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Author Hazy, James K
Title A leadership and capabilities framework for organizational change: Simulating the emergence of leadership as an organizational meta-capability
book jacket
Descript 355 p
Note Source: Dissertation Abstracts International, Volume: 65-12, Section: A, page: 4634
Director: David R. Schwandt
Thesis (Ed.D.)--The George Washington University, 2005
This research seeks general principles relating the organizational process of leadership, and its characteristic activities, to the social processes that enable an organization to sustain itself over time. Building on the resource- and knowledge-based view of the firm, organizations are considered to be rent-producing open systems made up of interacting organizational capabilities, collections of routines, and relevant integrating knowledge---each performing a particular function or serving a purpose for collective benefit
In this context, organizational leadership is a meta-capability that acts upon the system to modify or extrapolate other capabilities of the system. By biasing internal processes, organizational leadership operates to balance collective performance and adaptation in response to, and in anticipation of, an evolving internal structure and a changing external environment. In the terms of March's (1991) well-known dichotomy, organizational leadership manages the exploitation of existing capabilities and, thus, performance, and exploration for new possibilities, which---along with building new capabilities---supports adaptation. Both performance and adaptation are essential for long-term sustainability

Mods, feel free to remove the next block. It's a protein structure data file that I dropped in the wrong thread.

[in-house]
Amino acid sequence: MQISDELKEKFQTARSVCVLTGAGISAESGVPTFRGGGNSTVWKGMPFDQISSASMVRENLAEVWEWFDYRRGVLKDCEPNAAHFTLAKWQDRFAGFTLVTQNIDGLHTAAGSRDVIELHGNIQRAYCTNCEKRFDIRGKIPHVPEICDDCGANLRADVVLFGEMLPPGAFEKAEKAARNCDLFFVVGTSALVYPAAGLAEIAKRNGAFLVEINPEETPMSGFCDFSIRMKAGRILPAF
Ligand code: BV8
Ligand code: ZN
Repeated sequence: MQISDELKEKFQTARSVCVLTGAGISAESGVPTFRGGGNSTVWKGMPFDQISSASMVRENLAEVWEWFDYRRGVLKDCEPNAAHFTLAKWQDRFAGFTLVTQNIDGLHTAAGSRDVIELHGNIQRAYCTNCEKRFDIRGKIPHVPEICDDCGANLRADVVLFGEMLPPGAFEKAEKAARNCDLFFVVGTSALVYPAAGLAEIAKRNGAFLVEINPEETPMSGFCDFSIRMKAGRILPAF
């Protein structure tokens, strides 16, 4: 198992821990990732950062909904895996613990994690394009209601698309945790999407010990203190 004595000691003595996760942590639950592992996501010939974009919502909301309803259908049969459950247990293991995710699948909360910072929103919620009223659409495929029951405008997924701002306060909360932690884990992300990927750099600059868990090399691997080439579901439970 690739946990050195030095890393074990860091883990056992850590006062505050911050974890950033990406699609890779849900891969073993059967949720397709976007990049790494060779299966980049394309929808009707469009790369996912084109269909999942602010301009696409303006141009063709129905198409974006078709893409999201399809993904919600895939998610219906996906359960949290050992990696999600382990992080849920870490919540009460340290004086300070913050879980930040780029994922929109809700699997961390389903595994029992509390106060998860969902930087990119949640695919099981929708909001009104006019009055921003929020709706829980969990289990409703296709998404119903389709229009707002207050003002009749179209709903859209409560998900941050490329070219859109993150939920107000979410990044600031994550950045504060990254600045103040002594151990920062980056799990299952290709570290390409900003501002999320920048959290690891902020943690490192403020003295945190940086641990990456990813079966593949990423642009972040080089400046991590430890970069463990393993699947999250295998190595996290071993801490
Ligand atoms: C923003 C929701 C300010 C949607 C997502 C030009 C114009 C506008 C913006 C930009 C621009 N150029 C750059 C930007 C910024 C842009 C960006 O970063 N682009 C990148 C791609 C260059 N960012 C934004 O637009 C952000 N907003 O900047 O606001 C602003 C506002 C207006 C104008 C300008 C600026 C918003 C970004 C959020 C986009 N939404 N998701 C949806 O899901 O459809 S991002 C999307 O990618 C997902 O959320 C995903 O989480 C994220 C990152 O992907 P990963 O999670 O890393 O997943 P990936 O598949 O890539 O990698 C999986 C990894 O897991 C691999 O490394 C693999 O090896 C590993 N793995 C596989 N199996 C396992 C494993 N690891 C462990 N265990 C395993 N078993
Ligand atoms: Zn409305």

The intent of this research was to explore explicitly how a leadership meta-capability might operate in a social system and how it might impact both performance and adaptation under various environmental conditions. To take a first step, this study considered the question of whether a computer simulation of organizational leadership and its impacts could be developed using system dynamics techniques. The question was answered affirmatively. In a computational setting, it was shown that definable and differentiable leadership activity patterns---transactional on the one hand, and transformational on the other---arise endogenously depending upon the environment. The nature of these patterns has an impact on decisions taken in an organization, in particular with regard to choices involving exploitation and exploration. Through the leadership activity and the capabilities that result, performance, adaptation and ultimately survival are determined
The leadership and capabilities model (LCM) was validated by comparing its outputs with data from two published case studies. To demonstrate the possible usefulness of this approach, hypotheses about leadership in this framework were tested, and the hypothesized relationships were supported with computational evidence from four virtual experiments
School code: 0075
Host Item Dissertation Abstracts International 65-12A
Subject Business Administration, Management
Sociology, Social Structure and Development
Psychology, Industrial
Alt Author The George Washington University
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